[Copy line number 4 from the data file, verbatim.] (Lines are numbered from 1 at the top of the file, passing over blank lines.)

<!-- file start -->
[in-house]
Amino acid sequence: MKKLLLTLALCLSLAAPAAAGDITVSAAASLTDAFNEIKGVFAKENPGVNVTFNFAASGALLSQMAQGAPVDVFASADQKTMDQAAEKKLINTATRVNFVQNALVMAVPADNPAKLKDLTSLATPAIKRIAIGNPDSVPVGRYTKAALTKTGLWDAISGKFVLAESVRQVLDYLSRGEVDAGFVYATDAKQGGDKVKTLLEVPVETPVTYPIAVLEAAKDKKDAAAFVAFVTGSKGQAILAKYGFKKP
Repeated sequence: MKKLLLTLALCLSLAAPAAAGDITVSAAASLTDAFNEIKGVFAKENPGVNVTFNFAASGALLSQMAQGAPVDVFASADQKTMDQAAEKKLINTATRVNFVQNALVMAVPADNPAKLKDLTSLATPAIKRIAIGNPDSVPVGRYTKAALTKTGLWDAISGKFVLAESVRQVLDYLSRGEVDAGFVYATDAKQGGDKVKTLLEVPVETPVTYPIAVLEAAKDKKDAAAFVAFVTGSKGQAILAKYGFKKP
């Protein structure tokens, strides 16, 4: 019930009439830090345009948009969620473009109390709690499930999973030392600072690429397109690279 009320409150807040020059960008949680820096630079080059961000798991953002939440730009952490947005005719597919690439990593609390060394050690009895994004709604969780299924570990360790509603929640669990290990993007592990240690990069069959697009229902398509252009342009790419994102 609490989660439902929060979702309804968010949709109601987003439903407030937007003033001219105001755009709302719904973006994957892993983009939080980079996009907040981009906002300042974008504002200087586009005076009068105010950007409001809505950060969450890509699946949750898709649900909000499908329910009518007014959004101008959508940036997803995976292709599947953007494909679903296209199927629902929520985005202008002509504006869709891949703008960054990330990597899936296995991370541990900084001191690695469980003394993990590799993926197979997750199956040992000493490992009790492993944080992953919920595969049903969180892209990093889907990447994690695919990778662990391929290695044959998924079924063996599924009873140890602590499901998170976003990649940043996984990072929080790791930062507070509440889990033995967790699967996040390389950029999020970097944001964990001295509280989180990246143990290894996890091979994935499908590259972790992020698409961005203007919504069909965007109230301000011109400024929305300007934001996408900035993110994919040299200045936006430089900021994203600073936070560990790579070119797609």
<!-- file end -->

């Protein structure tokens, strides 16, 4: 019930009439830090345009948009969620473009109390709690499930999973030392600072690429397109690279 009320409150807040020059960008949680820096630079080059961000798991953002939440730009952490947005005719597919690439990593609390060394050690009895994004709604969780299924570990360790509603929640669990290990993007592990240690990069069959697009229902398509252009342009790419994102 609490989660439902929060979702309804968010949709109601987003439903407030937007003033001219105001755009709302719904973006994957892993983009939080980079996009907040981009906002300042974008504002200087586009005076009068105010950007409001809505950060969450890509699946949750898709649900909000499908329910009518007014959004101008959508940036997803995976292709599947953007494909679903296209199927629902929520985005202008002509504006869709891949703008960054990330990597899936296995991370541990900084001191690695469980003394993990590799993926197979997750199956040992000493490992009790492993944080992953919920595969049903969180892209990093889907990447994690695919990778662990391929290695044959998924079924063996599924009873140890602590499901998170976003990649940043996984990072929080790791930062507070509440889990033995967790699967996040390389950029999020970097944001964990001295509280989180990246143990290894996890091979994935499908590259972790992020698409961005203007919504069909965007109230301000011109400024929305300007934001996408900035993110994919040299200045936006430089900021994203600073936070560990790579070119797609």